[0073] The invention will now be described with reference to the attached figures that in no way limit the purpose of the invention.

[0074]FIG. 1 is a sectional diagrammatic view of the different elements forming the equipment that will make experimental measurements during use of the process according to the invention,

[0075]FIG. 2 shows the m=f(t) curve obtained with the five steps of the process according to example 1,

[0076]FIG. 3 shows the different applications of the back pressure and negative pressure during the process in example 1,

[0077]FIG. 4 shows the m2=f(t) curve necessary to obtain the value of the different slopes according to example 1.

[0078] As can be seen in FIG. 1, a glass tube reference 1 with an inside diameter of 8 mm, a cross section of 5.026×10−5 m2 and a total height varying from 30 to 120 mm is hermetically sealed at its lower end 1 a by a membrane 2 that is permeable to liquid and consists of a paper filter.

[0079] The tube 1 is then filled to about 80% of its total height by a comminuted solid 3, for example such as polytetrafluoroethylene (PTFE) or polyethylene.

[0080] The solid may also be composed of any mineral or organic type of chemical compounds that can be put in the powder state and that is not soluble in the probe liquid. The solid is mechanically compacted very thoroughly in the tube.

[0081] The lower part 1 a of the tube 1 is then immersed in a liquid 4 placed in a dish 5. For example, the liquid 4 may be hexane and have a density ρ equal to 660 kg/m2 and a viscosity η of 3×10−4 Pa.s.

[0082] The dish 5 is supported directly on the balance 6 with a precision of up to {fraction (1/100)} to {fraction (1/1000)} g.

[0083] The balance 6 is also connected to a computer data processing system (not shown).

[0084] During the first step, the liquid 4 rises freely by capillarity into tube 1 in a known manner through the permeable membrane 2 and the powder 3 until it reaches 10 to 20% of the height of the powder, so as to leave a portion of the powder not impregnated by the liquid 4.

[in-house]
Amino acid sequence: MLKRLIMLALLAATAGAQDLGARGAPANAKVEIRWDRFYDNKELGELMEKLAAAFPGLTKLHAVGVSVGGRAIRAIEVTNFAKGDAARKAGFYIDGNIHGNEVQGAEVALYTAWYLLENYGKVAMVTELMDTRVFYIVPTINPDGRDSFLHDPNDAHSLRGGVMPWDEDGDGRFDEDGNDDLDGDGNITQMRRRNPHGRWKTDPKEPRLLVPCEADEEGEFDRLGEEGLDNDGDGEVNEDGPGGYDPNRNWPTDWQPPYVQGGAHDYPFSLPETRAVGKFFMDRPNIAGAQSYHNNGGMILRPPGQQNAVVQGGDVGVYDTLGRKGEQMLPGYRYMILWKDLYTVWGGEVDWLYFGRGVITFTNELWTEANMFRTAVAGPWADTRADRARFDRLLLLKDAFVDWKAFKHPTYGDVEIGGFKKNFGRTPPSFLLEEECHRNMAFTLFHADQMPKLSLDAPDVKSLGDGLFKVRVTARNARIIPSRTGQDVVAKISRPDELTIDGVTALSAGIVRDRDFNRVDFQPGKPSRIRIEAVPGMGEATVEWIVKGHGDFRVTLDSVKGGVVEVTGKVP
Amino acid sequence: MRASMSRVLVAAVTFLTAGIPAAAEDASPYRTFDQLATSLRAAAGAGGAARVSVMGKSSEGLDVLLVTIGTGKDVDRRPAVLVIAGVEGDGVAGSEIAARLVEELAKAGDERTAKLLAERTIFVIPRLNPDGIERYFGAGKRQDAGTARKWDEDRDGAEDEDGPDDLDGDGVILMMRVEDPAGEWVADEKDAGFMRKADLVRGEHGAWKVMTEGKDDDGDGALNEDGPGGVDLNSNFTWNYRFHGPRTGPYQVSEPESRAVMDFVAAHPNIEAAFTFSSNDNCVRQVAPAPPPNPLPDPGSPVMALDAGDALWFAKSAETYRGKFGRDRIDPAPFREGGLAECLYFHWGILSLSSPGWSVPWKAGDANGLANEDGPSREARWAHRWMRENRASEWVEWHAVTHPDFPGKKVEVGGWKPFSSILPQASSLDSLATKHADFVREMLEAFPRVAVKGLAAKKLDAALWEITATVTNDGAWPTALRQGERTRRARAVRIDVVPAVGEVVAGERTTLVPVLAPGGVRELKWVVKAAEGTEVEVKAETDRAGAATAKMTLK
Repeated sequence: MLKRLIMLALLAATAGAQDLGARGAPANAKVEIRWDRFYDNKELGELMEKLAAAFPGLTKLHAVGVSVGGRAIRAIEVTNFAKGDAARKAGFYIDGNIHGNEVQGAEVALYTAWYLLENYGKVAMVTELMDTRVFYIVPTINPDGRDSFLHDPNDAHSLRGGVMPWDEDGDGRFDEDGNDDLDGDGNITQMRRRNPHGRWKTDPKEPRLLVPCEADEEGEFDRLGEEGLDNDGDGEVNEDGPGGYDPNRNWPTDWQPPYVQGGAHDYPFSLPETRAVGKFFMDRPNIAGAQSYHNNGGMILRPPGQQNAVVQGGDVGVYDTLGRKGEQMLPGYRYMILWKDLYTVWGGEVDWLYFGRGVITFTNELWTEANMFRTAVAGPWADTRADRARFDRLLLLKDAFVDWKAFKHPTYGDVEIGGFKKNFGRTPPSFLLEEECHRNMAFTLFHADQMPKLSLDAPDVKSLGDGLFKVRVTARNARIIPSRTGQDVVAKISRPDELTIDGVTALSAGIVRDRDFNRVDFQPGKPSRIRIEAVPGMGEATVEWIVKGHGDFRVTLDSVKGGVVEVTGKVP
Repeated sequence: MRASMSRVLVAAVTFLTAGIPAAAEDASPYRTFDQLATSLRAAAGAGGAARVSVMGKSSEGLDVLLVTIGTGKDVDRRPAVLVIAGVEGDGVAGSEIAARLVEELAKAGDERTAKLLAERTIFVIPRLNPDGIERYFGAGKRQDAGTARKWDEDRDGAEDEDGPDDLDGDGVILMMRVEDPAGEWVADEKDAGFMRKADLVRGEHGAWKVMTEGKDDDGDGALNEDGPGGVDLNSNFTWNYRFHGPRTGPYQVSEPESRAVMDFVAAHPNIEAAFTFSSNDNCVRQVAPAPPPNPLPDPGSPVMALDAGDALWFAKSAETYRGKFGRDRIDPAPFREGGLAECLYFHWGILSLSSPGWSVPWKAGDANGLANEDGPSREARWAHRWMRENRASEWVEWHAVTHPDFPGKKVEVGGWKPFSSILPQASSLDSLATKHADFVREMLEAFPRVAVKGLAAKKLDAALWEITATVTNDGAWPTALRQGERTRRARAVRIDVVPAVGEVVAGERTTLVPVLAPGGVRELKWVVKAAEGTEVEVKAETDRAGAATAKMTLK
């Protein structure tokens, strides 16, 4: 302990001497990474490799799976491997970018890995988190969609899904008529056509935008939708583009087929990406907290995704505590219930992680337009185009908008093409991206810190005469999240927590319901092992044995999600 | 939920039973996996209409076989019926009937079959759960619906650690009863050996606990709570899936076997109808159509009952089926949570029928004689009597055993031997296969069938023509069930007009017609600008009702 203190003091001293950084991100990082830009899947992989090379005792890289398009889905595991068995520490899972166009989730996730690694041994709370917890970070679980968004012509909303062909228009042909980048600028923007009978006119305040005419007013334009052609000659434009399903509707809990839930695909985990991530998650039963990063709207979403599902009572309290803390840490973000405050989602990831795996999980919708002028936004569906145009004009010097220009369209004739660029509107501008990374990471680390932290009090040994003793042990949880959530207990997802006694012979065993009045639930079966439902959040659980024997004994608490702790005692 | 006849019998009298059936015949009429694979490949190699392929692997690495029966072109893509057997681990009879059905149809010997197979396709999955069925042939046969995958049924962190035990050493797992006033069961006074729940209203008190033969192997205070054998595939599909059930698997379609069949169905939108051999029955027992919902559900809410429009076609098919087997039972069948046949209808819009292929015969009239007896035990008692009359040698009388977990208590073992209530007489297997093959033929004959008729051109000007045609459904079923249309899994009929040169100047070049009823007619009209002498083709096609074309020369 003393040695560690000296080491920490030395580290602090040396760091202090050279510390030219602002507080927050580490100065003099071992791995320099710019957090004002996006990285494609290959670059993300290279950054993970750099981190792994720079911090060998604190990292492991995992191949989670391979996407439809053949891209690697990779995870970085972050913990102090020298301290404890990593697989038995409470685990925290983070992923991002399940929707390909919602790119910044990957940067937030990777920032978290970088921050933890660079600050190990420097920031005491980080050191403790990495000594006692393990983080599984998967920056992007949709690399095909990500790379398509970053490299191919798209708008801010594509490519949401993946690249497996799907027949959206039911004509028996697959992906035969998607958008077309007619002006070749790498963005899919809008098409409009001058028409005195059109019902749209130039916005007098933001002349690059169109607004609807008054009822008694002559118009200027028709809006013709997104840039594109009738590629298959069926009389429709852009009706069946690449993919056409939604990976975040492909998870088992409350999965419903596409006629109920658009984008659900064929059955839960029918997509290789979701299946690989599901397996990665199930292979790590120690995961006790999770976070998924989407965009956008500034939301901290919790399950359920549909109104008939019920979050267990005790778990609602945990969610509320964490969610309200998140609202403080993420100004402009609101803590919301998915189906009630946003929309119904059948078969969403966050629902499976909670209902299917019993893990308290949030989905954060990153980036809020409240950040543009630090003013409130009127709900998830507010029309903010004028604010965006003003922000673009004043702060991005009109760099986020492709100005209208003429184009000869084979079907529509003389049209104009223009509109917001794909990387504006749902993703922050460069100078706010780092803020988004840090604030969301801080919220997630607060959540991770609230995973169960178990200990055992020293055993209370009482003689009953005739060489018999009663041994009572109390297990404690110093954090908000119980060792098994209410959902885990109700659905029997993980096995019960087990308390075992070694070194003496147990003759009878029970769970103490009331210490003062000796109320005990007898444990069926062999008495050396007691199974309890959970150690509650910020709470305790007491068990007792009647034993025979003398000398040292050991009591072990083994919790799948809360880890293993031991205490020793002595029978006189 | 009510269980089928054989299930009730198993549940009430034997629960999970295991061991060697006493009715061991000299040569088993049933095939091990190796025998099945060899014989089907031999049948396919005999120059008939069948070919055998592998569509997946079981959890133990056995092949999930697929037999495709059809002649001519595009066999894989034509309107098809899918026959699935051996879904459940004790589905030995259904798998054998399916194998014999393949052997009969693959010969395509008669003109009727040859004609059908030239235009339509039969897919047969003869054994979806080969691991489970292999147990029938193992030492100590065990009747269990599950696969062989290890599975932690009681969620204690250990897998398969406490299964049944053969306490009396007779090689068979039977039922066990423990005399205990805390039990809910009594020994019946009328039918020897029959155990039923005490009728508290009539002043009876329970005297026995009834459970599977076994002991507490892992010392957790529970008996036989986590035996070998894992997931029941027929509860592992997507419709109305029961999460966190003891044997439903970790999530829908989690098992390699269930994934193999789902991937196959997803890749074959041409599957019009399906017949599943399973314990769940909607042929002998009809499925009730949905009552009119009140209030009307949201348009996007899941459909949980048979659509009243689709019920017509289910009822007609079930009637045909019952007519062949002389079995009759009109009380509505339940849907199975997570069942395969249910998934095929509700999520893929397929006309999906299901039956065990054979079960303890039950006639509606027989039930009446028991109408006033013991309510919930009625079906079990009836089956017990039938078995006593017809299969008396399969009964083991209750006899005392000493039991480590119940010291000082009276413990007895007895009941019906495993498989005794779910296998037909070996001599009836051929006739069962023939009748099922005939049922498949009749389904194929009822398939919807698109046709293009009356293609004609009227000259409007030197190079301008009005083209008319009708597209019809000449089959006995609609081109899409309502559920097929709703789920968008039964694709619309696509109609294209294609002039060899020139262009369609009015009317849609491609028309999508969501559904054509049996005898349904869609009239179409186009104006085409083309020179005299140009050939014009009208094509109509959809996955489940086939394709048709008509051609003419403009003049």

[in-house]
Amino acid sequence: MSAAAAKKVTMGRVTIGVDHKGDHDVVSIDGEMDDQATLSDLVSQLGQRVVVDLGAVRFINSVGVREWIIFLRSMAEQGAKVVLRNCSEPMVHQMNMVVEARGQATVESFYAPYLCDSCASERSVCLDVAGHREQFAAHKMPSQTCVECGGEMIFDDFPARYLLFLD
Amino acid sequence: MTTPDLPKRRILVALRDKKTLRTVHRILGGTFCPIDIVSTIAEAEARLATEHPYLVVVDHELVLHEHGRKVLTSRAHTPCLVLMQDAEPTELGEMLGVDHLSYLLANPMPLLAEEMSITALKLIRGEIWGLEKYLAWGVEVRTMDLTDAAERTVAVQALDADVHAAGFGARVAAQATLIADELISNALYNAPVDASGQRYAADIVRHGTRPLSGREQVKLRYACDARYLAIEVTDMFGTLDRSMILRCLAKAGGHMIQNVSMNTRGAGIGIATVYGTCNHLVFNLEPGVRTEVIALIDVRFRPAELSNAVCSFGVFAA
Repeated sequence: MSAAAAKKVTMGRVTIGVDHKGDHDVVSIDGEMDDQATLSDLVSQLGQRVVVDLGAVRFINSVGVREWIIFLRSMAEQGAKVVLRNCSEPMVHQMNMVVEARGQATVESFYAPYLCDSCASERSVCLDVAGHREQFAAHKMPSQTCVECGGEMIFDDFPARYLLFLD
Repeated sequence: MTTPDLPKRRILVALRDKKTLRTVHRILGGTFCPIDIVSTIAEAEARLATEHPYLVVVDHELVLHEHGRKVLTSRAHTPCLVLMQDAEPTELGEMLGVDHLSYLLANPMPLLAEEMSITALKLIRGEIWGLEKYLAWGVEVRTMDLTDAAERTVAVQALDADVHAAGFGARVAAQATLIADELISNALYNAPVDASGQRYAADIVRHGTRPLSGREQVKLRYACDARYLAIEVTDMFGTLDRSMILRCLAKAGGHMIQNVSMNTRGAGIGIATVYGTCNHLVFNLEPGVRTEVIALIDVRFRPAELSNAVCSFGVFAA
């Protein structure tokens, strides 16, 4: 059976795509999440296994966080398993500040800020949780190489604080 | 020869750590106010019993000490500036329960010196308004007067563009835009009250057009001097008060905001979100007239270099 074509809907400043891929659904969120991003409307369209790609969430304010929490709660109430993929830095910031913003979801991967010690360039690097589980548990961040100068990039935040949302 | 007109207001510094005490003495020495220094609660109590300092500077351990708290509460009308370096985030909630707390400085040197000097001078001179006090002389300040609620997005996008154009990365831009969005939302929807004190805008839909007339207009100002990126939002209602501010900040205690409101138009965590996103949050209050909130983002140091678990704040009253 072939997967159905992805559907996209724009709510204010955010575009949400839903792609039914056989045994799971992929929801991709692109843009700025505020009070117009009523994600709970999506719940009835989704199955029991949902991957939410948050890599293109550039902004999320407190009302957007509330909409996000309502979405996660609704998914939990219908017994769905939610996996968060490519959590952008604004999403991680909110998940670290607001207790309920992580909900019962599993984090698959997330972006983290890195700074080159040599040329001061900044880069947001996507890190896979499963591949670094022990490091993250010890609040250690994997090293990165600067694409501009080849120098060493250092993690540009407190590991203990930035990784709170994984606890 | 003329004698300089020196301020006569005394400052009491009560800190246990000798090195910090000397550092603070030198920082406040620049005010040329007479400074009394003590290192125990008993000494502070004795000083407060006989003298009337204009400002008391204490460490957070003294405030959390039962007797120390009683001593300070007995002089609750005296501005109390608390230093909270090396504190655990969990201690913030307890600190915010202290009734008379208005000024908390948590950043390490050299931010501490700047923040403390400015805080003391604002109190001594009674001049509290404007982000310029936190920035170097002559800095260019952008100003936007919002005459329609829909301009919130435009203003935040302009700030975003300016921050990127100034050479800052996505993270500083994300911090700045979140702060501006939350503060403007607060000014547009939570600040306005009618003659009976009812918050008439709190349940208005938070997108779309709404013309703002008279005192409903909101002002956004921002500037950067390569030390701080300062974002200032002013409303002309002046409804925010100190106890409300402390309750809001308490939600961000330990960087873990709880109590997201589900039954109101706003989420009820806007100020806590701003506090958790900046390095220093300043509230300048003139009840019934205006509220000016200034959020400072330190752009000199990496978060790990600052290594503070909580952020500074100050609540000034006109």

[0085] Throughout the process according to the invention, the variation of the mass “m” of liquid 4 that rose in tube 1 is measured as a function of the time “t”. According to the mathematical equation m=f(t), the value of m is obtained by indirect weighing, since only the liquid remaining in the dish 5 is weighed.

[0086] The slope 1 of the curve (m1)2=f(t1) is calculated at the end of this first step.

[0087] Then, the mathematical equation: Ω exp1 = 1 2 ϰΓ liq × slope 1 where Γ liq = ρ 2 η (equation  IX)

[0088] is used to calculate the value of Ωexp1.

[0089] When the height of the liquid 4 has reached 20% of the total powder height, a second step is applied in which a first vertical back pressure P1 is applied downwards using a syringe 7. The syringe 7 is filled with a gas, usually dry air or any other inert gas that is inert to the liquid and to the solid, for example such as nitrogen, carbon dioxide or helium. The syringe 7 pushes the liquid 4 that has partially raised in tube 1 uniformly and in a controlled manner. The syringe 7 applies an isostatic pressure P1 due to the direct pressure of the “pusher” gas acting on the probe liquid 4. The syringe 7 is activated using a mobile actuator 7 a. The syringe 7 is connected to the tube 1 through a pressure sensor 8, itself connected to a solenoid valve 9 for restoring atmospheric pressure, and is connected to a joint 10 directly on the top part of the tube 1 b.

[0090] When the system has reached a steady state, the back pressure P1 is equal to 209 mbars and the height of the liquid 4 in the tube is equal to 30.9 mm.

[0091] Knowing the height of the liquid, the value εpgh of the mathematical equation (II) can be determined by calculation:

ΔP=(A.Δγ)−(εpgh)